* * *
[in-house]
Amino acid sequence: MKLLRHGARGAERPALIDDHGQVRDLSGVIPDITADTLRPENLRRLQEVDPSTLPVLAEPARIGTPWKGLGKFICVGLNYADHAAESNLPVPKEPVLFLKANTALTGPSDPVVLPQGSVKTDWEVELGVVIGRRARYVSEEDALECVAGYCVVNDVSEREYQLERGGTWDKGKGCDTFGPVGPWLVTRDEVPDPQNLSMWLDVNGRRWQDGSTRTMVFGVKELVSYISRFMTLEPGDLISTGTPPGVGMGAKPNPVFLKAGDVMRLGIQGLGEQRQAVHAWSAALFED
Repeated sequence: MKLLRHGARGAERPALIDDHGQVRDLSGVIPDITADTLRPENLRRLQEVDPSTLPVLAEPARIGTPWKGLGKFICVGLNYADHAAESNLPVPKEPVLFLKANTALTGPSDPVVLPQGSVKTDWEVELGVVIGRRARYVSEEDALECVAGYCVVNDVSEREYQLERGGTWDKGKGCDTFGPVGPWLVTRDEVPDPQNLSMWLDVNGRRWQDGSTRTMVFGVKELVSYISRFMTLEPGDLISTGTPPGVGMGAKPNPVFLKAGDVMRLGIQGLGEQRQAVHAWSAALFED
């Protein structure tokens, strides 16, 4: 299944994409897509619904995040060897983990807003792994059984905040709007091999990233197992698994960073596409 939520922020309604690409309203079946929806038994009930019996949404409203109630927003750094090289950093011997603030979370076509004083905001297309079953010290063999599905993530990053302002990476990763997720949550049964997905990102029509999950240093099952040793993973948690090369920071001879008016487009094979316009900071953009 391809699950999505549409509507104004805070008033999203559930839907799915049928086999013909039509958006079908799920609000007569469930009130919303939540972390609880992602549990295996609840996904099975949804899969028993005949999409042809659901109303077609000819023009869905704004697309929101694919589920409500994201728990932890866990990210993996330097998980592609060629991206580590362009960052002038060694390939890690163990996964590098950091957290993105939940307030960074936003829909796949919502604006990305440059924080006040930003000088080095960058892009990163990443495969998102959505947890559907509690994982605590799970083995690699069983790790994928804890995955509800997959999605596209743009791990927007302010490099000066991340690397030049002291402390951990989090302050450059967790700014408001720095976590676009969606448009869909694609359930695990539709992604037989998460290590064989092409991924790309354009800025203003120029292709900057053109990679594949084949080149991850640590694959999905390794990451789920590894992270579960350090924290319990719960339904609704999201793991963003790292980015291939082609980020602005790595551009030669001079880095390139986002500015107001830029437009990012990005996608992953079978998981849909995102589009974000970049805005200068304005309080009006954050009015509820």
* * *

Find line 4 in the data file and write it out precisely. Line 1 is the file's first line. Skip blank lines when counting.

């Protein structure tokens, strides 16, 4: 299944994409897509619904995040060897983990807003792994059984905040709007091999990233197992698994960073596409 939520922020309604690409309203079946929806038994009930019996949404409203109630927003750094090289950093011997603030979370076509004083905001297309079953010290063999599905993530990053302002990476990763997720949550049964997905990102029509999950240093099952040793993973948690090369920071001879008016487009094979316009900071953009 391809699950999505549409509507104004805070008033999203559930839907799915049928086999013909039509958006079908799920609000007569469930009130919303939540972390609880992602549990295996609840996904099975949804899969028993005949999409042809659901109303077609000819023009869905704004697309929101694919589920409500994201728990932890866990990210993996330097998980592609060629991206580590362009960052002038060694390939890690163990996964590098950091957290993105939940307030960074936003829909796949919502604006990305440059924080006040930003000088080095960058892009990163990443495969998102959505947890559907509690994982605590799970083995690699069983790790994928804890995955509800997959999605596209743009791990927007302010490099000066991340690397030049002291402390951990989090302050450059967790700014408001720095976590676009969606448009869909694609359930695990539709992604037989998460290590064989092409991924790309354009800025203003120029292709900057053109990679594949084949080149991850640590694959999905390794990451789920590894992270579960350090924290319990719960339904609704999201793991963003790292980015291939082609980020602005790595551009030669001079880095390139986002500015107001830029437009990012990005996608992953079978998981849909995102589009974000970049805005200068304005309080009006954050009015509820």